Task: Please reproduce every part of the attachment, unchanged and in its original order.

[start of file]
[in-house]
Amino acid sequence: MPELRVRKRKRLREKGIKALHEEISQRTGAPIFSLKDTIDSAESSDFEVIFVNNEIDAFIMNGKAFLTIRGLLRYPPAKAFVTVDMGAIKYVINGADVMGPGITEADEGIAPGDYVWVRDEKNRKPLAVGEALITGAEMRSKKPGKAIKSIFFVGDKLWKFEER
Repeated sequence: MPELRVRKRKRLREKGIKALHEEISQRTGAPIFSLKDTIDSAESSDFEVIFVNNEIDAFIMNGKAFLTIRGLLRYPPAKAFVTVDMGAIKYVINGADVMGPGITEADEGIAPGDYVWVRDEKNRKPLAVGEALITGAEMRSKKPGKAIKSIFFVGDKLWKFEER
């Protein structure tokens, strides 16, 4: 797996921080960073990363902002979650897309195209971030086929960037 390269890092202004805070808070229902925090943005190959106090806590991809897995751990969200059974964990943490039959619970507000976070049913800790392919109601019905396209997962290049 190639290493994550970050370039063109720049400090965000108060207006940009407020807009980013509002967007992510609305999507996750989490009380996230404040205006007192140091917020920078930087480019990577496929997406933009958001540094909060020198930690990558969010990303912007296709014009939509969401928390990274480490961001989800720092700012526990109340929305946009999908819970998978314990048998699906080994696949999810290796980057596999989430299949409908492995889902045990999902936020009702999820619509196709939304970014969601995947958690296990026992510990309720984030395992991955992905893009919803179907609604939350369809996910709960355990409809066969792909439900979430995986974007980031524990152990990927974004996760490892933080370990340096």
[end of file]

[in-house]
Amino acid sequence: MPELRVRKRKRLREKGIKALHEEISQRTGAPIFSLKDTIDSAESSDFEVIFVNNEIDAFIMNGKAFLTIRGLLRYPPAKAFVTVDMGAIKYVINGADVMGPGITEADEGIAPGDYVWVRDEKNRKPLAVGEALITGAEMRSKKPGKAIKSIFFVGDKLWKFEER
Repeated sequence: MPELRVRKRKRLREKGIKALHEEISQRTGAPIFSLKDTIDSAESSDFEVIFVNNEIDAFIMNGKAFLTIRGLLRYPPAKAFVTVDMGAIKYVINGADVMGPGITEADEGIAPGDYVWVRDEKNRKPLAVGEALITGAEMRSKKPGKAIKSIFFVGDKLWKFEER
């Protein structure tokens, strides 16, 4: 797996921080960073990363902002979650897309195209971030086929960037 390269890092202004805070808070229902925090943005190959106090806590991809897995751990969200059974964990943490039959619970507000976070049913800790392919109601019905396209997962290049 190639290493994550970050370039063109720049400090965000108060207006940009407020807009980013509002967007992510609305999507996750989490009380996230404040205006007192140091917020920078930087480019990577496929997406933009958001540094909060020198930690990558969010990303912007296709014009939509969401928390990274480490961001989800720092700012526990109340929305946009999908819970998978314990048998699906080994696949999810290796980057596999989430299949409908492995889902045990999902936020009702999820619509196709939304970014969601995947958690296990026992510990309720984030395992991955992905893009919803179907609604939350369809996910709960355990409809066969792909439900979430995986974007980031524990152990990927974004996760490892933080370990340096």